Epiphanies are not necessarily useless or wrong, but cannot effect anything unless they are part of a system created already in motion. You can no more apply an epiphany to an unfocused, inactive human than you can apply it to a rock.
Great point! One of the problems here is that people think that just knowing about something is going to give them the power but this is not the case. Rationality is a skillset like bicycle riding or playing chess and the only way to get good at it is by practicing a lot. You can read lots of books of chess and get great insights but when it comes down to actually playing at the board what matters is what you have internalized through practice.
I've had similar experiences to what the quote describes. I'm in a bit of a rush and have not actually read the link, but here's my thoughts:
Is the epiphany purely in a way of thinking about things, or does it lead to some material change? In other words, is it actionable? For example, if I come up with new way to frame work for extra motivation, I don't put much stock in it, because I know that my mental state is highly variable and it sometimes just won't work. I write it down, and think about it, and see how long it lasts, but I don't expect it to have ... (read more)
Ironically, I had an epiphany while reading this post.
Ignoring definitions of words for the moment, it seems to me that you consider "contrarian" comments worth writing, otherwise you wouldn't write them. All I'm saying is if they're worth writing, they're worth writing well.
Yes, I am very familiar with this kind of experience. I think the point about singular epiphanies of this sort is that they are always too brittle and inflexible to carry you on in any meaningful, long-term sort of way. Two further comments:
The realization of "epiphany addiction" it itself a sort of epiphany, in the same sense that this discussion is talking about. I'm not sure what the punchline of -that- should be, except maybe to say, there doesn't seem to ever be any such "magic bullets" in terms of personal understanding ... . Ye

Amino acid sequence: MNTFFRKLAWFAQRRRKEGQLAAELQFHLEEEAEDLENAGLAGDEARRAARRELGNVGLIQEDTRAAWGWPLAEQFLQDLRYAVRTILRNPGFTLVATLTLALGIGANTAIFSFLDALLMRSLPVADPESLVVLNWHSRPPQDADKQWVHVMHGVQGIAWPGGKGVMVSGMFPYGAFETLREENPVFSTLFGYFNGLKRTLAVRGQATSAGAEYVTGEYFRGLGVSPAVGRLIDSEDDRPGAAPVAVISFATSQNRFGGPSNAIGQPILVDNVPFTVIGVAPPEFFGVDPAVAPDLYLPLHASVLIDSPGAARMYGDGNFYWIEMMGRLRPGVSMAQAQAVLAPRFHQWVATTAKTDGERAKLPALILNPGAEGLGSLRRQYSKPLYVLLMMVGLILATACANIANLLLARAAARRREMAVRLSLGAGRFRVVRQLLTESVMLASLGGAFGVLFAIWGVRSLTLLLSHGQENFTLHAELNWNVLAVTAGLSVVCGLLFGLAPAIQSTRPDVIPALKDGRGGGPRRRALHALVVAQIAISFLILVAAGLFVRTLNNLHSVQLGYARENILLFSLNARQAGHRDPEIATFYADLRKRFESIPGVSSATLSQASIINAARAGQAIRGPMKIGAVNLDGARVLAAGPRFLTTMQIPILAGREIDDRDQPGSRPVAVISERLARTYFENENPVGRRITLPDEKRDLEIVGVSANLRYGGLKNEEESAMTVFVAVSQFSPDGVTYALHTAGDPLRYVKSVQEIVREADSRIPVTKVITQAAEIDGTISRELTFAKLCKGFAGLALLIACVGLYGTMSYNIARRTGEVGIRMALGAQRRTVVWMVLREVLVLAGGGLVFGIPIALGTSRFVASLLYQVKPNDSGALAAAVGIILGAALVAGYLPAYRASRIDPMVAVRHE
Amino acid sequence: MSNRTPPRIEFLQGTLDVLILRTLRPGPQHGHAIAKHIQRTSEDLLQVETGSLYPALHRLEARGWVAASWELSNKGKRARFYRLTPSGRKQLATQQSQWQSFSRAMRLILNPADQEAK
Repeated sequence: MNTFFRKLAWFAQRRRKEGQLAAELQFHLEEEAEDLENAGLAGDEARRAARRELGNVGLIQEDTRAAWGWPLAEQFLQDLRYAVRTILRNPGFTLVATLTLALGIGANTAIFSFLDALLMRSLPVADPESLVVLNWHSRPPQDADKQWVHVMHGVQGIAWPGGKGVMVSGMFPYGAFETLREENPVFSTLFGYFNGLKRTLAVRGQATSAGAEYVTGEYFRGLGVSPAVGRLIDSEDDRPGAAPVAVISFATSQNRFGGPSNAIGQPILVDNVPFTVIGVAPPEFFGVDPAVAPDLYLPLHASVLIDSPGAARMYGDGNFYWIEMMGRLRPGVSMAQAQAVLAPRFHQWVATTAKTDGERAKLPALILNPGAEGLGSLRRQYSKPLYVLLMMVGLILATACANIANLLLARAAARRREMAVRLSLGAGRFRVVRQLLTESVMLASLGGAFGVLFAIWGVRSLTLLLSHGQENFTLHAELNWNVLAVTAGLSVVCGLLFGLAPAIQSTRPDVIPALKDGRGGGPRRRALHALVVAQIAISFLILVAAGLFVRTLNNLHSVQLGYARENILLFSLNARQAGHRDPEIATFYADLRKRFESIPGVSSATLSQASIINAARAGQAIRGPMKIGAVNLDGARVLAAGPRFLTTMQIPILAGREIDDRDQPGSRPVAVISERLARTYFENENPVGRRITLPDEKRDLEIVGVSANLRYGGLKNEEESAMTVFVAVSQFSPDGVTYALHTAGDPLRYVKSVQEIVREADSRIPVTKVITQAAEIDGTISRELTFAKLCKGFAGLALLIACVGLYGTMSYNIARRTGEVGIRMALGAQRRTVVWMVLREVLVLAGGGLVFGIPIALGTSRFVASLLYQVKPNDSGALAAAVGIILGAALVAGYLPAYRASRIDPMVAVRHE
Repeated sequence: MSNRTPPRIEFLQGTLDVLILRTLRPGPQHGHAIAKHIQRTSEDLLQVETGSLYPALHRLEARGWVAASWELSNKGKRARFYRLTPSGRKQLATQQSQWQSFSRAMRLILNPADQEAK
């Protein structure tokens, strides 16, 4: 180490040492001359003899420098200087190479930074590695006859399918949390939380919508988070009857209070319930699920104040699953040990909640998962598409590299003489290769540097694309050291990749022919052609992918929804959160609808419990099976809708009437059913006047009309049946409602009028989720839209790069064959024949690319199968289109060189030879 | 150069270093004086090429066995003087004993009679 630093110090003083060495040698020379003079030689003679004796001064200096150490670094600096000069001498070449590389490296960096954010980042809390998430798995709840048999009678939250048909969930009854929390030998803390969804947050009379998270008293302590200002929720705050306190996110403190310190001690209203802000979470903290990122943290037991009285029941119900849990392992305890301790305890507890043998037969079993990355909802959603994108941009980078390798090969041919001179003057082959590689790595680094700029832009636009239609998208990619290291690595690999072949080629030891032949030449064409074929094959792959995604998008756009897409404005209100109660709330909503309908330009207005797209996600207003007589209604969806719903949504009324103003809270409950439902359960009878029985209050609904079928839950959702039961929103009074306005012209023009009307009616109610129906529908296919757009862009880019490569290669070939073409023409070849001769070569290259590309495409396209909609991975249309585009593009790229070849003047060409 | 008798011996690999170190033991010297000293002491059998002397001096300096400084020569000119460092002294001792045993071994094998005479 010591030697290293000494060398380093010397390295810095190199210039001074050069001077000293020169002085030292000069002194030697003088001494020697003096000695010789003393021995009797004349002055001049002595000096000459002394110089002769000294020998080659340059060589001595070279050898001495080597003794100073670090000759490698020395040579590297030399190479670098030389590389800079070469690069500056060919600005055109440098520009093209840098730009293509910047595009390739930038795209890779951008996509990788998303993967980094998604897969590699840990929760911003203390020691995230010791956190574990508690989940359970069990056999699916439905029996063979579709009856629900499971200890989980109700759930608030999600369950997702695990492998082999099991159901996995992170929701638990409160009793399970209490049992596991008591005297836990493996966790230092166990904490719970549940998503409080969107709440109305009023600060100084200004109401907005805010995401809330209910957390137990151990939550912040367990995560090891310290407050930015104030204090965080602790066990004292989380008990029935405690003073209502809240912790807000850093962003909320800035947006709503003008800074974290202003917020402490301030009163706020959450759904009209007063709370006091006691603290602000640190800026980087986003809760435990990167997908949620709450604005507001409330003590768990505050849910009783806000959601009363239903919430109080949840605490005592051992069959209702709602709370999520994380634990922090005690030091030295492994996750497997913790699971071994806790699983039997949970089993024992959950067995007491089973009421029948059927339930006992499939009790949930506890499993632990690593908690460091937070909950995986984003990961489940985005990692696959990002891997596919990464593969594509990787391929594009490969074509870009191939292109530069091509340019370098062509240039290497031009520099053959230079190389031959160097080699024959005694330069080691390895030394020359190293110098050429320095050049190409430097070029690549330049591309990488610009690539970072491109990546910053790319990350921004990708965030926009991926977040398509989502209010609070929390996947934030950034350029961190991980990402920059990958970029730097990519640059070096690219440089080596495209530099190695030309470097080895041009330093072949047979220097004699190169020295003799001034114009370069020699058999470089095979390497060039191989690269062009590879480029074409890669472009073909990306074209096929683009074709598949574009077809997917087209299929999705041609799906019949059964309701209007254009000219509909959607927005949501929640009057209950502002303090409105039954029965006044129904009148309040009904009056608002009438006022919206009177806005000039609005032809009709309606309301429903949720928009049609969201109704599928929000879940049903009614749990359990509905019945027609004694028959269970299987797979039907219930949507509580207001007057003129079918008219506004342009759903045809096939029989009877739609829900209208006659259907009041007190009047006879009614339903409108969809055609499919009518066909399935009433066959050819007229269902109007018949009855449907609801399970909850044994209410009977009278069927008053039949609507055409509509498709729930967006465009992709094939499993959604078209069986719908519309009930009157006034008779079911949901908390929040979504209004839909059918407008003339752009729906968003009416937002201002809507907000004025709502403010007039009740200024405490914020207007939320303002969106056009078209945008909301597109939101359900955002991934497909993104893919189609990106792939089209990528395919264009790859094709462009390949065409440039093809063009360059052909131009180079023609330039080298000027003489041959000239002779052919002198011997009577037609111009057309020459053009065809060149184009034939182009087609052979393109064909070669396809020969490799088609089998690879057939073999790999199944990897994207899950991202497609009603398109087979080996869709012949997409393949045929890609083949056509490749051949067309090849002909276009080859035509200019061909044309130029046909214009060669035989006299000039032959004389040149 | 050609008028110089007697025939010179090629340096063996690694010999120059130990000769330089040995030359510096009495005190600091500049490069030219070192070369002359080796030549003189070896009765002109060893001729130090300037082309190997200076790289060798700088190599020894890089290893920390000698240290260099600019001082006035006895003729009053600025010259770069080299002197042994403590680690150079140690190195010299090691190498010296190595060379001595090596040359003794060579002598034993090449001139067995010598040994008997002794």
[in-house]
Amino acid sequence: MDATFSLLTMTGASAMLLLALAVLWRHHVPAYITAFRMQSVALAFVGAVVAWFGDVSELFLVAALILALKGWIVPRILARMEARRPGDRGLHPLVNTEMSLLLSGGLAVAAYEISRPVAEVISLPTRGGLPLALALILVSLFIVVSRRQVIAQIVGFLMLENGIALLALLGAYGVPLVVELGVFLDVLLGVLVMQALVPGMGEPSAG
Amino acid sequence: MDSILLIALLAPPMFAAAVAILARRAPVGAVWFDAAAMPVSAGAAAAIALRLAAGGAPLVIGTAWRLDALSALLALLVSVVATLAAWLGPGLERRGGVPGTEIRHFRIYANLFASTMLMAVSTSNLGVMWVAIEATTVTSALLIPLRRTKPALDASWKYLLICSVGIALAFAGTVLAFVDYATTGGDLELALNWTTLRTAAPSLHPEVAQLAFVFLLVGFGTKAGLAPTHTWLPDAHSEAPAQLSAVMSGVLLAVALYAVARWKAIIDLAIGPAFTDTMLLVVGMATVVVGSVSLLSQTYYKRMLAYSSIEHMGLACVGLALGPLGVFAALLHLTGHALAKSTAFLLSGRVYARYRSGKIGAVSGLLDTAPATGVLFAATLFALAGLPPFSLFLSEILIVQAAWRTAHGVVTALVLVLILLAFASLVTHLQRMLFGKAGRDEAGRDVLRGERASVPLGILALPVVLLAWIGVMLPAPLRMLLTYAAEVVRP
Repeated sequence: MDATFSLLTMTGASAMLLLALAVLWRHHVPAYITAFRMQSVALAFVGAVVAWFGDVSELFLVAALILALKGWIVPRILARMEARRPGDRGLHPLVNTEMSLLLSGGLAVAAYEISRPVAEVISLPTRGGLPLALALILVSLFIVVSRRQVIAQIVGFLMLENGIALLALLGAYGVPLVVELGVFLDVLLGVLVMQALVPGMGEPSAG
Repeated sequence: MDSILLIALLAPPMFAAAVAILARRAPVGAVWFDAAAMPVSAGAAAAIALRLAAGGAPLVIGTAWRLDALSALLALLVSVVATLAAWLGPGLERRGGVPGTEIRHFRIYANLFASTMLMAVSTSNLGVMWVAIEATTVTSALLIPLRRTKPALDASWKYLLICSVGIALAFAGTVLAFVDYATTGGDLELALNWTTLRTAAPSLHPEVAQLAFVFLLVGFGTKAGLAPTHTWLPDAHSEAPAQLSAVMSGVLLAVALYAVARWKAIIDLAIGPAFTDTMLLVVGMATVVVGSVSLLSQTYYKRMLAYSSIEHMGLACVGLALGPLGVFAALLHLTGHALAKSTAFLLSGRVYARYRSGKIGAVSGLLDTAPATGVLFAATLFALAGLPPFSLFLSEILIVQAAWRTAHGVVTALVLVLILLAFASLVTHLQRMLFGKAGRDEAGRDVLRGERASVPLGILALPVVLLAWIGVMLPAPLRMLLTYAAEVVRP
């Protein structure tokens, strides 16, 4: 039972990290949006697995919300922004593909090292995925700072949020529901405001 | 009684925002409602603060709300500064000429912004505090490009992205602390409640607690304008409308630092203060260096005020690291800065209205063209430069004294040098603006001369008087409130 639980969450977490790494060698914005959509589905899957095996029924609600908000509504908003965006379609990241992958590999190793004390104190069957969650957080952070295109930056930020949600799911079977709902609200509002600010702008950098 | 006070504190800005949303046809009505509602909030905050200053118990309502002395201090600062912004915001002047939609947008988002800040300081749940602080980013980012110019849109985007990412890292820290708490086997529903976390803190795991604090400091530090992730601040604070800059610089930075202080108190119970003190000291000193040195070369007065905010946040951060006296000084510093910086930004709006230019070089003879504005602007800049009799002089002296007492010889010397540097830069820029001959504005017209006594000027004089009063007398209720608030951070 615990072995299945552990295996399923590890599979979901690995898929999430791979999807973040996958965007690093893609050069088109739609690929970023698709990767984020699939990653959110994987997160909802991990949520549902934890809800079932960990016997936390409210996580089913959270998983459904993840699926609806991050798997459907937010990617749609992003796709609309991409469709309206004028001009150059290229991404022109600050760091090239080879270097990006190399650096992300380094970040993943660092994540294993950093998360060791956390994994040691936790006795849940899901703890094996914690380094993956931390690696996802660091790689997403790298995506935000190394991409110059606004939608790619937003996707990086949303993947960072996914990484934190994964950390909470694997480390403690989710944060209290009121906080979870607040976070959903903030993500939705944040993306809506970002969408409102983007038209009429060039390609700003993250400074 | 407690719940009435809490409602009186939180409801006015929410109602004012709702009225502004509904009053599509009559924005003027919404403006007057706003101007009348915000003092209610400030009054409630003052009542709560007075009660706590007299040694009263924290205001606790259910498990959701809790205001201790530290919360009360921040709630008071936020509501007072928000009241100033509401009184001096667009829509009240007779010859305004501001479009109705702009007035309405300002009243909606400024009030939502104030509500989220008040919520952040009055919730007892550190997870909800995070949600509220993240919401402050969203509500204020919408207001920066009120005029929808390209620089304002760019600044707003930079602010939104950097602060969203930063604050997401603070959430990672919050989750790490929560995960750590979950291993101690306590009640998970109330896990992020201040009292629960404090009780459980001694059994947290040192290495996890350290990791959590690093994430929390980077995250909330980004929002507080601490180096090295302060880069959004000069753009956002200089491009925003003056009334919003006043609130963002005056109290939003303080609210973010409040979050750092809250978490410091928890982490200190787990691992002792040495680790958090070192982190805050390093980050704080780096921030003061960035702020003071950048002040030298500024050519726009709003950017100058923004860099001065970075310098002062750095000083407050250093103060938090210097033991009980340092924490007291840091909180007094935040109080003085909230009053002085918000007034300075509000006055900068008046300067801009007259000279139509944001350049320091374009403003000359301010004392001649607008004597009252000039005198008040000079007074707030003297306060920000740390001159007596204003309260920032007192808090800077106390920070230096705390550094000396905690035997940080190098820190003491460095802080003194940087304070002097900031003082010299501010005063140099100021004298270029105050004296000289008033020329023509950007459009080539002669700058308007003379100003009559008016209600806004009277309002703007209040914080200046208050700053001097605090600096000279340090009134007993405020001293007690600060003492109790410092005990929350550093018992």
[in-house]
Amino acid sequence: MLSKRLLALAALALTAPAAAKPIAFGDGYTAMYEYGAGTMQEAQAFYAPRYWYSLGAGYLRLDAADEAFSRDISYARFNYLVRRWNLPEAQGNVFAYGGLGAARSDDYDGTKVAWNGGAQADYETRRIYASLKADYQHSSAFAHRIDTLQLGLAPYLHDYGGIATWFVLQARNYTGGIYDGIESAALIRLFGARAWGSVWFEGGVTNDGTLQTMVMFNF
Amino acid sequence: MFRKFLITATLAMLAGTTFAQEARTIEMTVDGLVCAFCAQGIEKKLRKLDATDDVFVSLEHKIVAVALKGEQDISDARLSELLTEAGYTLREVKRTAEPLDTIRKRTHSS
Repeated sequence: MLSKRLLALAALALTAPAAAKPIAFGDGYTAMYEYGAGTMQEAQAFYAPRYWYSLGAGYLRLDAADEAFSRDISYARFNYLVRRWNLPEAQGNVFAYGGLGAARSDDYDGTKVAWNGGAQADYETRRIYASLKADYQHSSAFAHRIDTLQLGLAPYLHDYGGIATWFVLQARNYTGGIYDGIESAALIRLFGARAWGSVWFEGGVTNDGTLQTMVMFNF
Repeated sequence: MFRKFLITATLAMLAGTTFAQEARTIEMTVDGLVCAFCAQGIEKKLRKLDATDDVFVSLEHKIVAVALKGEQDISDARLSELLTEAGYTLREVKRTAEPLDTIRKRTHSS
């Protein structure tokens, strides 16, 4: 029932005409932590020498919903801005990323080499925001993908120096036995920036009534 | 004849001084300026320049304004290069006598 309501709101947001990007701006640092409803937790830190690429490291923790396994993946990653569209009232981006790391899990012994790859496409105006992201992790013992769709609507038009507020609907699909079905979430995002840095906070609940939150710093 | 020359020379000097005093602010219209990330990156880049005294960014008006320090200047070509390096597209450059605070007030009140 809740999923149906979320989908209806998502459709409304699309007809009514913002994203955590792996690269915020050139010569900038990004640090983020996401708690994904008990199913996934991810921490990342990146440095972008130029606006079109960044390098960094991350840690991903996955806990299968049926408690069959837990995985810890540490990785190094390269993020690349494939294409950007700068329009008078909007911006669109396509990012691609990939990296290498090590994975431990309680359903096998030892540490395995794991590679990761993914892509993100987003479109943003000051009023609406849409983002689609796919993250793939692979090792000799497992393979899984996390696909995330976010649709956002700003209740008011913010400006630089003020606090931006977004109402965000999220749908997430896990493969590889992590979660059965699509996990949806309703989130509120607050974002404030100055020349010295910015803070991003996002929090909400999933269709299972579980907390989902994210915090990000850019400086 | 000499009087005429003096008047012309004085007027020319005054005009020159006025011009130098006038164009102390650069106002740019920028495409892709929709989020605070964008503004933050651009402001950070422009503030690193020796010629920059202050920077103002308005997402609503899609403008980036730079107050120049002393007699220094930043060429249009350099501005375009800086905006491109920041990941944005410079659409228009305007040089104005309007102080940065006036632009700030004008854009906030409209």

This is why most of the successful self-help gurus pack their books full of stories and insights, but leave the actual training for in-person workshops, or at least for higher-bandwidth or interactive media. Most of the challenges people will have in applying almost anything can't be listed in a book, without creating an unreadable (or at least unsellable) book.
While this is also the most financially beneficial way to do it, I have personally observed over and over that there are certain classes of mental mistake that you simply CANNOT reliably correct in non-interactive media, because the person making the mistake simply can't tell they're making the mistake unless you point out an example of it in their own behavior or thinking. Otherwise, the connection between the pattern of mistake and the instance of it remains opaque to them. People are much b... (read more)
I'm a sucker for rsdmotivation. I feel more confident, more self esteem, happy and exercise better listening to it. But, I can't deconstruct what's actually meaningful in it. It's mostly aphorisms and very basic insights about the world, over cinematic music. The cinematic music alone doesn't do it for me, and the aphorisms alone don't do it for me. Yet, I feel that 'ephiphany' every time. It sorta annoys me, but it works for now.
Comparably, it takes listening to Rise and Grind to get me up sometimes. It works very very well, but it's unclear to me how or ... (read more)